The next major WordPress release,  version 3.0, is currently on track for a late March/early April release date.  The WordPress core developers have hit the ground running in 2010 with some big things coming in the 3.0 release.  This release has to be the biggest one yet since I’ve been working on WordPress.  Some of the major changes and features include the WordPressMU (WPMU) merger, extended support for Custom Post Types and Taxonomies, a new Default Theme, and Menu Management.

The WPMU Merge

I’ve been anticipating this since Matt Mullenweg first mentioned it at WordCamp SF 2009. We do a lot of development in both WordPress and WordPressMU. With both being separate projects, there were always issues we had to contend with, mostly dealing with the slower release cycle of WPMU or having to migrate a site from WordPress to WPMU because of changes in needs for a project. With the merging of the two, WordPress now has the Multi-Site capability built-in. Users currently running WPMU will be able to upgrade to WordPress 3.0 with a seemless transition, while users currently running normal WordPress shouldn’t notice a difference.

Custom Post Types and Taxonomies

We’ve been using custom post types and custom taxonomies on some of our projects since WordPress 2.8 and technically, custom post_types and taxonomies have been supported since WordPress 2.9, however, it took a lot of extra code to make it work. The new features integrated into WordPress core provide a simple yet flexible set of functions for registering custom post types or taxonomies while also using the familiar post and tag edit screens to manage the new content. With these new features, WordPress becomes an even more robust Content Management System.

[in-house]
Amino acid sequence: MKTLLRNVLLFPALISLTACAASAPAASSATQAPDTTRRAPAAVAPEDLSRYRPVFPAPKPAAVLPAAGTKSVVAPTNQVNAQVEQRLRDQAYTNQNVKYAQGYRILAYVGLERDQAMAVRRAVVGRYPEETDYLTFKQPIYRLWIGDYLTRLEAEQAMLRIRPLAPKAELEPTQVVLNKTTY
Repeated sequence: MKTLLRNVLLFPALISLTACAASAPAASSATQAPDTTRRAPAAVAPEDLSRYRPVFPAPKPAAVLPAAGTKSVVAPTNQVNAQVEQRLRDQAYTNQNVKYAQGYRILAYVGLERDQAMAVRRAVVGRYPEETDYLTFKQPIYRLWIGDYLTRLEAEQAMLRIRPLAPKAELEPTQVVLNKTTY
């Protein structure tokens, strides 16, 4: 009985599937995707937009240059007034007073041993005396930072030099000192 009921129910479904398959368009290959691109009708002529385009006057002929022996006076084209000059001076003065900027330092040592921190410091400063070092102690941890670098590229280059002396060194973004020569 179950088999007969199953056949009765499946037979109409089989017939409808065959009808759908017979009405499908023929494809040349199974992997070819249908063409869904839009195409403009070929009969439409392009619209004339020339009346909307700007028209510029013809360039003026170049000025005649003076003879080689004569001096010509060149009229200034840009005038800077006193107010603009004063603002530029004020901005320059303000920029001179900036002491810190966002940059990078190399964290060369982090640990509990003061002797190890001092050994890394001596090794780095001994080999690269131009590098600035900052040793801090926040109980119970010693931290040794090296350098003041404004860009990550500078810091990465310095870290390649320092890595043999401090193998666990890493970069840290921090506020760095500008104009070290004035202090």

The New Default Theme

The Kubrick theme has had a good run, but with all the new features added to WordPress over the last couple of years, the WordPress core developers decided it was time to create a new theme that utilizes some of the new features. The new theme is called Twentyten, named after the year in hopes that creating new themes with that use the latest features of WordPress can become a yearly thing. The current version of the Twentyten theme can be previewed at Once it is released, it should be the starting point for new WordPress theme developers looking for a good best practices example.


The new menu administration is a an import from WooThemes custom navigation. I haven’t had much time to look at the new menu management system yet. But from what I have seen from this post, it looks to be a great new feature.

The Patch Sprint

The WordPress core developers have set the cutoff for new features to Monday, March 1, 2010. This will allow the focus to be on fixing bugs instead of adding new features. With this, any new features that don’t have patches or haven’t been tested yet, won’t be included in the 3.0 release. How can you help? Check out WordPress Trac and see if there are any tickets you may be able to test or assist in creating a patch. With enough contributers, WordPress 3.0 may even be ready ahead of schedule.